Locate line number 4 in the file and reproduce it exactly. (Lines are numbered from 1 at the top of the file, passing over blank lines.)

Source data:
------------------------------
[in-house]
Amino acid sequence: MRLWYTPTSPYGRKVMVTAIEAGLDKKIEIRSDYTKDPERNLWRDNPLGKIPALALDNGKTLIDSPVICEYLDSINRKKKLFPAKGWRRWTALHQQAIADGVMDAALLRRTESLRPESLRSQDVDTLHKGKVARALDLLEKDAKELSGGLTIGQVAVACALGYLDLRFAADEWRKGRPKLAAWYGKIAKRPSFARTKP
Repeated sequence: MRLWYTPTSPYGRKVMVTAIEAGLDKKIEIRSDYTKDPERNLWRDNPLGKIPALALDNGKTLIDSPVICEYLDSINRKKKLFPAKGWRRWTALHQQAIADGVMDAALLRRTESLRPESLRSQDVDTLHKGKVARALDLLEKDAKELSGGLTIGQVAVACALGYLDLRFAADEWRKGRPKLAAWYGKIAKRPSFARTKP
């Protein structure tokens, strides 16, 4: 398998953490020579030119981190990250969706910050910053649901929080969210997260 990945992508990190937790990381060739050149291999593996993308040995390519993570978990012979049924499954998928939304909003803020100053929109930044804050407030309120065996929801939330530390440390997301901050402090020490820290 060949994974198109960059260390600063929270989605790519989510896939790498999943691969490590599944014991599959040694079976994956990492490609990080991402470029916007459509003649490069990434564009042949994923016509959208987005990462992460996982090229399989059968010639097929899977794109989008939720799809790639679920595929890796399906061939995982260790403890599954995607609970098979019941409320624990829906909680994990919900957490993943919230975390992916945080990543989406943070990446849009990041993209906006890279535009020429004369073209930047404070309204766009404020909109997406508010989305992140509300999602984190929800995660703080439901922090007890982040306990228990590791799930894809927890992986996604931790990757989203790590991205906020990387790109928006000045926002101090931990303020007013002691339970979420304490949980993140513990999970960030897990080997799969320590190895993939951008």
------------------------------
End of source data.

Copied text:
């Protein structure tokens, strides 16, 4: 398998953490020579030119981190990250969706910050910053649901929080969210997260 990945992508990190937790990381060739050149291999593996993308040995390519993570978990012979049924499954998928939304909003803020100053929109930044804050407030309120065996929801939330530390440390997301901050402090020490820290 060949994974198109960059260390600063929270989605790519989510896939790498999943691969490590599944014991599959040694079976994956990492490609990080991402470029916007459509003649490069990434564009042949994923016509959208987005990462992460996982090229399989059968010639097929899977794109989008939720799809790639679920595929890796399906061939995982260790403890599954995607609970098979019941409320624990829906909680994990919900957490993943919230975390992916945080990543989406943070990446849009990041993209906006890279535009020429004369073209930047404070309204766009404020909109997406508010989305992140509300999602984190929800995660703080439901922090007890982040306990228990590791799930894809927890992986996604931790990757989203790590991205906020990387790109928006000045926002101090931990303020007013002691339970979420304490949980993140513990999970960030897990080997799969320590190895993939951008």